What I Wish I Knew About Breastfeeding
Before my son was even born there was so much emphasis on the importance of breastfeeding. My husband and I even went to a class and practiced with a dummy baby. I had heard all the cautionary tales about breastfeeding (“it’ll hurt,” “it takes awhile for a first time mom’s milk to come in,” “it’s all about a good latch!”) and even felt prepared at the sheer amount that I would be nursing my babe (every 2 hours for those that don’t know), but here’s the things I didn’t know and wish I had.
“Babies Don’t Know Shit about Shit, But They Know the Tit”
This was a peril of wisdom from my husband in one of our early sleep-deprived days. He wasn’t wrong, and he was explaining to friends of ours how quickly the baby begins to nurse. We had been told they’ll do skin-to-skin within the first few minutes of my son’s life. What I didn’t realize is that meant they were going to try and have my baby nurse within the first few minutes… and even crazier, my son did. As soon as they put this little nugget on my chest, he started to inch his way to my breast and suck. He could barely open his eyes and yet he was able to find my boob! Of course there wasn’t any milk besides colostrum (the initial milk that is rich in antioxidants, but not full-on milk yet), but that didn’t stop the little guy from trying. And trying. And trying. I also didn’t realize I was going to have to continue to try and nurse him every 2 hours while in the hospital. So, that newborn rest you were banking on? Non-existent. Every two hours I would put him on my boob and he would suck for up to thirty minutes on each breast, and then we would start the cycle all over again a short time later. Which brings me to…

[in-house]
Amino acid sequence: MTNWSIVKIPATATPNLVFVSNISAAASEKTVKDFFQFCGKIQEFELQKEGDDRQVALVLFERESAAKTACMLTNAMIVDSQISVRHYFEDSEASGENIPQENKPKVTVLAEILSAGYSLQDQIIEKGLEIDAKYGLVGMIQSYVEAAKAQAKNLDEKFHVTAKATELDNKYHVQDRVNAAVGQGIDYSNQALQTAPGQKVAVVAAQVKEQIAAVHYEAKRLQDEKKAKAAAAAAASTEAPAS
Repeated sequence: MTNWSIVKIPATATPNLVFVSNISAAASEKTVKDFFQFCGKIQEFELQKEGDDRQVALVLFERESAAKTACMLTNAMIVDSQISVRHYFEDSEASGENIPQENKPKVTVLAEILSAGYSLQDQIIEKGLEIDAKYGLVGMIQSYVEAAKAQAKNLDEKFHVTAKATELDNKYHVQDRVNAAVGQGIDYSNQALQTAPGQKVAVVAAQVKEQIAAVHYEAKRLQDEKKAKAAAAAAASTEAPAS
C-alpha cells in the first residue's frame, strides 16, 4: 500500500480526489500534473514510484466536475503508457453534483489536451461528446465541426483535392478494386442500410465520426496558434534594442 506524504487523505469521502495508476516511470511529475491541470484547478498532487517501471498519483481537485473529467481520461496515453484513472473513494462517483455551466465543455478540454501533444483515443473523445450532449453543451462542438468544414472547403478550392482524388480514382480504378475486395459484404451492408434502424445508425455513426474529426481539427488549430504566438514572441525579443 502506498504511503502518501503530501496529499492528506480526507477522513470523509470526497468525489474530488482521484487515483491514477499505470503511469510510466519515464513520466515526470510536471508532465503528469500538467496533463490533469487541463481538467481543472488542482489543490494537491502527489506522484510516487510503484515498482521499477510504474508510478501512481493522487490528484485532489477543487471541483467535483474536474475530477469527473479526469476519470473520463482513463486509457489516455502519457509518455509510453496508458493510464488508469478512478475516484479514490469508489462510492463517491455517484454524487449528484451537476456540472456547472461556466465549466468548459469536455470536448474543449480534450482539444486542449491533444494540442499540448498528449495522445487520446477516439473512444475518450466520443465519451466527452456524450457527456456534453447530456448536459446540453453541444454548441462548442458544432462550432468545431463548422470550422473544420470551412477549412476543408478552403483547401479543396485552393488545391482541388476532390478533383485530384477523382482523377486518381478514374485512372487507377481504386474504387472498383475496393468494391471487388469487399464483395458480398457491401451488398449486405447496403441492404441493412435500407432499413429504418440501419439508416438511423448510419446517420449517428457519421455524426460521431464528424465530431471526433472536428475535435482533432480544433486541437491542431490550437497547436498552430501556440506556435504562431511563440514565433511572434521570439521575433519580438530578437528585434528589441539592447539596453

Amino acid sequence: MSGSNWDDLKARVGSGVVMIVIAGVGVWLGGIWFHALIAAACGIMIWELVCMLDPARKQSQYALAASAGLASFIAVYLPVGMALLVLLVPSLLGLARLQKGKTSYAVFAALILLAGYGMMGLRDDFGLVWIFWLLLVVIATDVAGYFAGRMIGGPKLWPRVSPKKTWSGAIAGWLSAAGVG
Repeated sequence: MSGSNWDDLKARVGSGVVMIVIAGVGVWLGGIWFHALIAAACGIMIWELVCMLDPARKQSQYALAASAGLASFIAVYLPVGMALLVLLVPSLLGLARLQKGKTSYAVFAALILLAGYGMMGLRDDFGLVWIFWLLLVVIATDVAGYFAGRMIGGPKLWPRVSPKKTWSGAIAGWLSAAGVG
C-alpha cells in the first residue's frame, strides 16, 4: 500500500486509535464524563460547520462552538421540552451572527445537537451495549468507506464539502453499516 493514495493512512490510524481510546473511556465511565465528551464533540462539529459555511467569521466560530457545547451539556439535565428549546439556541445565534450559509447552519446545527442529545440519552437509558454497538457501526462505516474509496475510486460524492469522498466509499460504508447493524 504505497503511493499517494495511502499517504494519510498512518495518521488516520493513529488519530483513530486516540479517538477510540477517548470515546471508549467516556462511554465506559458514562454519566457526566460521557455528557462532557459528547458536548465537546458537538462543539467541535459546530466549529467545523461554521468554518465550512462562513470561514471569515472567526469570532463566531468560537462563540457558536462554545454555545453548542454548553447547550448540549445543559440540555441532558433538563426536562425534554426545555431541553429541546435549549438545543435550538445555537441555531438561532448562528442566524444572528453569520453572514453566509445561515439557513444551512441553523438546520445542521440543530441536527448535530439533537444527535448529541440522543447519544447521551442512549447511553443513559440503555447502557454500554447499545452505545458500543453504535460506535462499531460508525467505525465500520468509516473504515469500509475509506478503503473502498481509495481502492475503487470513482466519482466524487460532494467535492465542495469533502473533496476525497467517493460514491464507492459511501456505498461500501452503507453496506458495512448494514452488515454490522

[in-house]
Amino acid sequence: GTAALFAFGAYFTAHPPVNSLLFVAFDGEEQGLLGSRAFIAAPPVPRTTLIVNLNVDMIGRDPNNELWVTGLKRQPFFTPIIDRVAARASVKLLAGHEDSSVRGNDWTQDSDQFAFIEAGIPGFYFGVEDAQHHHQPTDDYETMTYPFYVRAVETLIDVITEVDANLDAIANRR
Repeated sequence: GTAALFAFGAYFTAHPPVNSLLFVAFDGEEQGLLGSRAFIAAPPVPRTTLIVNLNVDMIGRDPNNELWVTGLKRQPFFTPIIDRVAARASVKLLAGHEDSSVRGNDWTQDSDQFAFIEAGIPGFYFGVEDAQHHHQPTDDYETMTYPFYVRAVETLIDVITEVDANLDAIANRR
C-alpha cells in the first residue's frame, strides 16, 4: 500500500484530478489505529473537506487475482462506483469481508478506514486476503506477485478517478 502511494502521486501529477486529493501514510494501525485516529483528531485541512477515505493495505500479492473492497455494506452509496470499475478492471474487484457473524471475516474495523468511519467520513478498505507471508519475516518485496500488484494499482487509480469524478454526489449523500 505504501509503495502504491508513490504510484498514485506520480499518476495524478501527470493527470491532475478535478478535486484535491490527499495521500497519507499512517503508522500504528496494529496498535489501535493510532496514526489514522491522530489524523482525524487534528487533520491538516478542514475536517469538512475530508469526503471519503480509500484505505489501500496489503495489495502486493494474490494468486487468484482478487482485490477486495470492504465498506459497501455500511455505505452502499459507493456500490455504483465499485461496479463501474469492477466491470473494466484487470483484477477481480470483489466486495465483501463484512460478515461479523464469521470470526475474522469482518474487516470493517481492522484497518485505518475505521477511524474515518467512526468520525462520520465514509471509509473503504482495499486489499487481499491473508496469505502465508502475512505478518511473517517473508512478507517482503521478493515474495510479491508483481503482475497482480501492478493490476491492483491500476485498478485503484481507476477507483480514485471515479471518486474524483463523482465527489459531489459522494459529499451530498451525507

Feedings are Every 2 hours… From the Time the Feeding Starts
That means if your baby nurses for an hour, you only have an hour before you have to nurse him again. And guess what? Those first few weeks, babies aren’t getting much milk and they’re not strong suckers yet, so they will be nursing for an hour… at least. And as a new mom who doesn’t want her baby to lose weight, you’re going to want him to nurse as much as possible. So get ready to be anchored to your baby for a few weeks and not do much else besides nurse, unless you’re really efficient at doing everything in a fifteen minute window. And also? This is 24-hours a day, seven days a week. No breaks, mamas. Sorry.
Pumping Ain’t as Easy as it Seems
Okay, you finally got the go-ahead from your pediatrician to give bottles a shot… yay! This means you can pump a bottle of milk and give the milk duty to your husband who has not been chained to a baby’s lips for the past few weeks. Except here’s the thing… pumping isn’t that great. To start, you sort of feel like a cow being hooked up to a machine that literally pumps your boobs. Also, sitting with your boobs hooked up to said machine with no shirt on is not the sexiest look in the world, especially when you’re still adjusting to your postpartum body. And the hands-free bras aren’t as hands-free or easy as you might think. And not to mention, you then have to clean up all the numerous parts that go into pumping (seriously, there’s like 10 little pieces). And not just a simple scrubbing. Oh no. You need to soak everything in warm, soapy water and then sanitize it. And you have all the time in the world now, so that part’s REALLY fun. Plus, those extra hours of sleep you’ll get while your partner gives the baby his bottle? Just joking! You still have to get up to pump because otherwise your breasts will be so engorged in the morning that it’ll look like you murdered a milk carton in your sleep, or it’ll mess up your supply. And then your husband has to heat up the breastmilk, which could take some time and you know who doesn’t understand the concept of getting food ready? A breastfed baby who is crying for his bottle at 3am. That’s who. It’s a necessity for those of us going back to work, or wanting to take advantage of our night-owl husbands (of whom I’m very grateful to because he does get up most nights without complaint, even when he’s working the next day), but it’s not like a magic pass that will give you a ton of free time or extra hours of sleep. Just saying.